In a complicated turn of events, a teenage girl who California law enforcement thought had been kidnapped by her father was killed in a shootout between deputies and her father. Now the state attorney general's office is investigating what exactly happened.
On Monday, a woman named Tracy Martinez was shot and killed in Fontana, California. The suspect in the shooting was Anthony John Graziano, her husband, who then went on the run. The two of them had a 15-year-old daughter, Savannah. Officials worried that Graziano had kidnapped Savannah and put out an Amber Alert looking for her.
San Bernardino County sheriff's deputies found Graziano driving in his pickup truck on highways between Los Angeles and Las Vegas in the Mojave Desert on Tuesday. The deputies gave chase. According to police and news reports, deputies pursued Graziano for 70 miles, with Graziano shooting at them at times, reportedly disabling one of the patrol cars.
Deputies finally managed to contain Graziano on an offramp near the town of Hesperia, and a massive gunfight followed (some of which was captured by bystanders on video). At some point, Savannah jumped out of the truck and ran toward deputies. She was shot and killed. (At this point, it's not clear whether she was shot by deputies or her father.) Graziano was also killed in the shootout.
When the San Bernardino County Sheriff's Department first discussed what went down, Sheriff Shannon Dicus said Savannah was wearing body armor and a tactical helmet. "Evidence suggests that Savannah Graziano was also a participant in shooting at our deputies," Dicus said. He did not at the time get into detail about what that meant or whether she was armed when deputies shot her. Nevertheless, Dicus' suggestion was treated as credible.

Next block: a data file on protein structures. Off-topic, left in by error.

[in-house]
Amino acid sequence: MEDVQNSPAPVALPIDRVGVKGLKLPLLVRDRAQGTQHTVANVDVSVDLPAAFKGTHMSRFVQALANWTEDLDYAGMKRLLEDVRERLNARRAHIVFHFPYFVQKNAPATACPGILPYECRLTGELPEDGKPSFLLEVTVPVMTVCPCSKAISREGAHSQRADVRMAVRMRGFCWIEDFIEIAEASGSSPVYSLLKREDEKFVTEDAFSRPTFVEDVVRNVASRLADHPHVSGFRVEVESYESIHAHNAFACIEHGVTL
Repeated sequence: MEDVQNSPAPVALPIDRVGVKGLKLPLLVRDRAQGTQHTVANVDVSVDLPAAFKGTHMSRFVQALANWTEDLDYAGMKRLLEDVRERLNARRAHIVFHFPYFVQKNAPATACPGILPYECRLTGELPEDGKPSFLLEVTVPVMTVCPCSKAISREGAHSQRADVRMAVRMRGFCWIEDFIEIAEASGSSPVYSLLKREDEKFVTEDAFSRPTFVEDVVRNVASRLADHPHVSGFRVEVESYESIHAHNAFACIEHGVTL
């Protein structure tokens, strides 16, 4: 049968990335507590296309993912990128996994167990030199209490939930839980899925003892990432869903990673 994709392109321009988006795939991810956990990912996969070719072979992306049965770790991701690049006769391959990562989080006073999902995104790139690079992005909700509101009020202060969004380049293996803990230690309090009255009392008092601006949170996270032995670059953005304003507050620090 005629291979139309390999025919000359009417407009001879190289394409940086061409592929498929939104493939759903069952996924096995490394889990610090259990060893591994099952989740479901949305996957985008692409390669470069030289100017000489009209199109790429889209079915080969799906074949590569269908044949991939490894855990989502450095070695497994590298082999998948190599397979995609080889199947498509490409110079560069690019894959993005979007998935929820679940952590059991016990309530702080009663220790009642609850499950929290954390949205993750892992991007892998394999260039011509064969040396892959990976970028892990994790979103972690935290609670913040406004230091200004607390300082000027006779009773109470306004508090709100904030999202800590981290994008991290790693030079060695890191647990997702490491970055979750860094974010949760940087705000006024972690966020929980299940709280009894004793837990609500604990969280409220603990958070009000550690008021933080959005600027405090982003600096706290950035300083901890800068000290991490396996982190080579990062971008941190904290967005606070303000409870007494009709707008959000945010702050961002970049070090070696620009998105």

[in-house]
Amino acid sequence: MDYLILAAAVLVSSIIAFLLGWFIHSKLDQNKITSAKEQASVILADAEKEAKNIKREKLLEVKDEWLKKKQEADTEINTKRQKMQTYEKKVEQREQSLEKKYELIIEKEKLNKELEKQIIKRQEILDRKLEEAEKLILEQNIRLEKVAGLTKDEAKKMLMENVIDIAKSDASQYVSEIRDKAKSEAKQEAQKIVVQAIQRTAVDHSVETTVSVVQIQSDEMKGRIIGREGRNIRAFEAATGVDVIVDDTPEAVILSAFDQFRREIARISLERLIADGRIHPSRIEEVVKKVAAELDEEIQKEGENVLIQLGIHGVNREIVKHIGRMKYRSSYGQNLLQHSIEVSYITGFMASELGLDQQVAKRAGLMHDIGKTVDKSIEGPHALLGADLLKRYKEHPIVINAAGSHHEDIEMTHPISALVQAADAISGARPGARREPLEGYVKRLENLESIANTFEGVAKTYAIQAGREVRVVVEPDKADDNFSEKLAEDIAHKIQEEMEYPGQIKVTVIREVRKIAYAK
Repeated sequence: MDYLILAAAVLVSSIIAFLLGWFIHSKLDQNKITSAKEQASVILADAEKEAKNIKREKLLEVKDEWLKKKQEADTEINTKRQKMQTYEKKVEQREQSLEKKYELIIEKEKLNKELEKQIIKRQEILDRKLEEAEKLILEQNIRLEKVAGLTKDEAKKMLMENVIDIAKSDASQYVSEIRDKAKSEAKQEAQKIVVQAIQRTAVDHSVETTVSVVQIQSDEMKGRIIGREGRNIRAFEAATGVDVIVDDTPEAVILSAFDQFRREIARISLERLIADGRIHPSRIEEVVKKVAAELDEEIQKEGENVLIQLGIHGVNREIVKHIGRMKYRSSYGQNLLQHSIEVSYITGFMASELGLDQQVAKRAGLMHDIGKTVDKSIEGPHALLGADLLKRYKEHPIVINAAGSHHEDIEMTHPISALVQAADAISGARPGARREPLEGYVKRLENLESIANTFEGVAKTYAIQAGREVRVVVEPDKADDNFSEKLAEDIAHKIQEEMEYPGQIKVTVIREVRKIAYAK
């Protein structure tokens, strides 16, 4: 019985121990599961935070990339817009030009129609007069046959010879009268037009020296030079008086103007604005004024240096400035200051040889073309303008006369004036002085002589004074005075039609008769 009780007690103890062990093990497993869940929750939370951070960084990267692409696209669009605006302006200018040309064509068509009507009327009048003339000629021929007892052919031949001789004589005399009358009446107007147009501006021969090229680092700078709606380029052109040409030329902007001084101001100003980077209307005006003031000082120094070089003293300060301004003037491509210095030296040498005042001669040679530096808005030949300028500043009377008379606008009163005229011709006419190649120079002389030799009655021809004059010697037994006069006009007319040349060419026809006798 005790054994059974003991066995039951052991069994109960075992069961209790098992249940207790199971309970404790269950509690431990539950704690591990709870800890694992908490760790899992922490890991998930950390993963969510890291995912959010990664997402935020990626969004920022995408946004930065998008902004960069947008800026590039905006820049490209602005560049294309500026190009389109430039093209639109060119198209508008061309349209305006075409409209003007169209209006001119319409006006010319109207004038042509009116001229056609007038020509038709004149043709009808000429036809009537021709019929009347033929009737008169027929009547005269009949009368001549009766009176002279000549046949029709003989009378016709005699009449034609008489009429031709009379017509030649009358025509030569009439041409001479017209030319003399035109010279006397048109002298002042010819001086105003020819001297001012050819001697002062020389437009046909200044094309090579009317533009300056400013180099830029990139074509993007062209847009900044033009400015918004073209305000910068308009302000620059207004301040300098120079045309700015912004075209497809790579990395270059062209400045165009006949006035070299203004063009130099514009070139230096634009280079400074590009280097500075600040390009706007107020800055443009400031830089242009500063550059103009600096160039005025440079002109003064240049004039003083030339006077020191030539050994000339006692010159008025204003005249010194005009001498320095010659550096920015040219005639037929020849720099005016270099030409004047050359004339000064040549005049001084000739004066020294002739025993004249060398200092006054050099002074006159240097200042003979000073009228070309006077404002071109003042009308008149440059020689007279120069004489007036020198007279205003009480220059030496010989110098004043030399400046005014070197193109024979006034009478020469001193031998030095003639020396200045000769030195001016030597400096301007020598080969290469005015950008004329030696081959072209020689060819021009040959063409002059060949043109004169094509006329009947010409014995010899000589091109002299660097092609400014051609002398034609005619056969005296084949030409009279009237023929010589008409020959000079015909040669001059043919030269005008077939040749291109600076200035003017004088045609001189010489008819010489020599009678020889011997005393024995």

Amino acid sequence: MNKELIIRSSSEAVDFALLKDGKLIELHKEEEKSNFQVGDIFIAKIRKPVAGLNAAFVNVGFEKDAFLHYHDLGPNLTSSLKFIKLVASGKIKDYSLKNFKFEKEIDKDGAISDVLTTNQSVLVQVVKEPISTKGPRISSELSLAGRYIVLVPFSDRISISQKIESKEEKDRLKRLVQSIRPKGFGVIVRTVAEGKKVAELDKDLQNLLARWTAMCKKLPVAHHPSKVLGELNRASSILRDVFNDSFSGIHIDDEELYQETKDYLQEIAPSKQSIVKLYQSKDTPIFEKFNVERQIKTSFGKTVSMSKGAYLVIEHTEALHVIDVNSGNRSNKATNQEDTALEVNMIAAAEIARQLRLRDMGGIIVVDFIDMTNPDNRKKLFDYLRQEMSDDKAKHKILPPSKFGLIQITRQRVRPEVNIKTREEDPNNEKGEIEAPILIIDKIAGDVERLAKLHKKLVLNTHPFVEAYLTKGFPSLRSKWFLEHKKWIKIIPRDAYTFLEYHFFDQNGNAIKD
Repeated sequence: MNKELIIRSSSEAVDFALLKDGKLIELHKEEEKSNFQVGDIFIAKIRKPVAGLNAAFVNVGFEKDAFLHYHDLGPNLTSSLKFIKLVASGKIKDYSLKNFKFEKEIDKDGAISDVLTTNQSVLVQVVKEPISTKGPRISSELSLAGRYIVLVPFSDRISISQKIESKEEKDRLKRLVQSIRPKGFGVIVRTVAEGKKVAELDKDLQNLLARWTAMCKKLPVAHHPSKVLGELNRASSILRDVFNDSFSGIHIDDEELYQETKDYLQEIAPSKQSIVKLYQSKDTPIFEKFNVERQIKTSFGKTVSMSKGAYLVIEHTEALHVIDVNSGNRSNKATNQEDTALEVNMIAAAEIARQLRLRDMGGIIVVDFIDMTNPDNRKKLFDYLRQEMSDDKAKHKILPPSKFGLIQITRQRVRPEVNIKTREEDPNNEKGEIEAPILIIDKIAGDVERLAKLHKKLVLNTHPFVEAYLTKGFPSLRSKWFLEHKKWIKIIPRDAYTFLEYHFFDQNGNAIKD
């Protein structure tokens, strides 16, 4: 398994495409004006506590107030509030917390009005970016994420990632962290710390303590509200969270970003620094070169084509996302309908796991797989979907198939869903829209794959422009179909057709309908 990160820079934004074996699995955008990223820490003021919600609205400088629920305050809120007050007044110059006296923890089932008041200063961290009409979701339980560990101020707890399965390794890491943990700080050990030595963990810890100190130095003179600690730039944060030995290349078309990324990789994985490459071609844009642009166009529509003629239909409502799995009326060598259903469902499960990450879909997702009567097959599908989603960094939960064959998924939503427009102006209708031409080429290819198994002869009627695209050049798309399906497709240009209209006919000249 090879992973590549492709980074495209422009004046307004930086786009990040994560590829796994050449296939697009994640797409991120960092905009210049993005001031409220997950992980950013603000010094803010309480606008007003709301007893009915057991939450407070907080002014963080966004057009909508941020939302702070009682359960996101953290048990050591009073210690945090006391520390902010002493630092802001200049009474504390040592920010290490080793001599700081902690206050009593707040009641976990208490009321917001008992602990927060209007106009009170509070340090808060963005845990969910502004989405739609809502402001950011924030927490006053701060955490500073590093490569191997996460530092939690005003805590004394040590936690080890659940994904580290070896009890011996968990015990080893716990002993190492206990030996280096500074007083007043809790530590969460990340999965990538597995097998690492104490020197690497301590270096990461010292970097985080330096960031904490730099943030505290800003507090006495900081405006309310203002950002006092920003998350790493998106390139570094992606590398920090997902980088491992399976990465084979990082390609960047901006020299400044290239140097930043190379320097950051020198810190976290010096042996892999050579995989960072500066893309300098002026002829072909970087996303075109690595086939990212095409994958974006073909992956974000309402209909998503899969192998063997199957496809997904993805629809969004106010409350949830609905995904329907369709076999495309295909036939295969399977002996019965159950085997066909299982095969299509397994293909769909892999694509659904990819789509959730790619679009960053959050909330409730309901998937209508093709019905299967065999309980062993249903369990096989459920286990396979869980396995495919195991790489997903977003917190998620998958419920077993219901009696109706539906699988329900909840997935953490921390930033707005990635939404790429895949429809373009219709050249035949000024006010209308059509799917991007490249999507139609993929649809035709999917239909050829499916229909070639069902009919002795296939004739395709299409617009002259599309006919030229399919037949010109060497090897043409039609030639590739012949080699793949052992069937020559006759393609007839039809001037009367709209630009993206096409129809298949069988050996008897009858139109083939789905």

Then, L.A.'s ABC7 tweeted that she "shot at deputies before she was killed in a highway shootout between her father—a fugitive wanted in the death of the teen's mother—and law enforcement." This is not what Dicus said. While Dicus was irresponsible for presenting vague information as "evidence" at a press conference, ABC7 compounded the problem by presenting something under investigation as fact.
The latest reports now show that Savannah was likely unarmed at the time that she was killed. After the state attorney general's office took over the investigation of the shooting, it found that the only weapon on the crime scene was an AR-15 recovered in the truck, which is where Graziano was killed.
The sheriff's department is no longer answering questions, directing media to the state attorney general's office for the investigation, according to the L.A. Times. ABC7's irresponsible and inaccurate tweet is still up, and now the news that Savannah was likely not armed is being described by them as a "stunning new twist."
The story is turning out even more complicated. It's not clear anymore whether Savannah was a kidnapping victim at all. Videos and eyewitness testimony from the scene of the mother's killing show that Savannah was there in the back seat of the truck when Graziano shot Martinez. This doesn't necessarily mean she was there voluntarily or was an accomplice (as the sheriff was suggesting). But at the time of the chase, authorities thought Graziano picked up and kidnapped his daughter after shooting Martinez, and that's apparently not the case. Savannah had been living with her father as the couple went through a divorce.
All we do know is that an unarmed teenage girl was shot and killed as she jumped out of a truck and ran toward deputies. The sheriff then spoke vaguely about what might have happened, suggesting that the girl may have been a threat, and some media outlets treated that presumption as fact. Media outlets really, really need to stop doing that.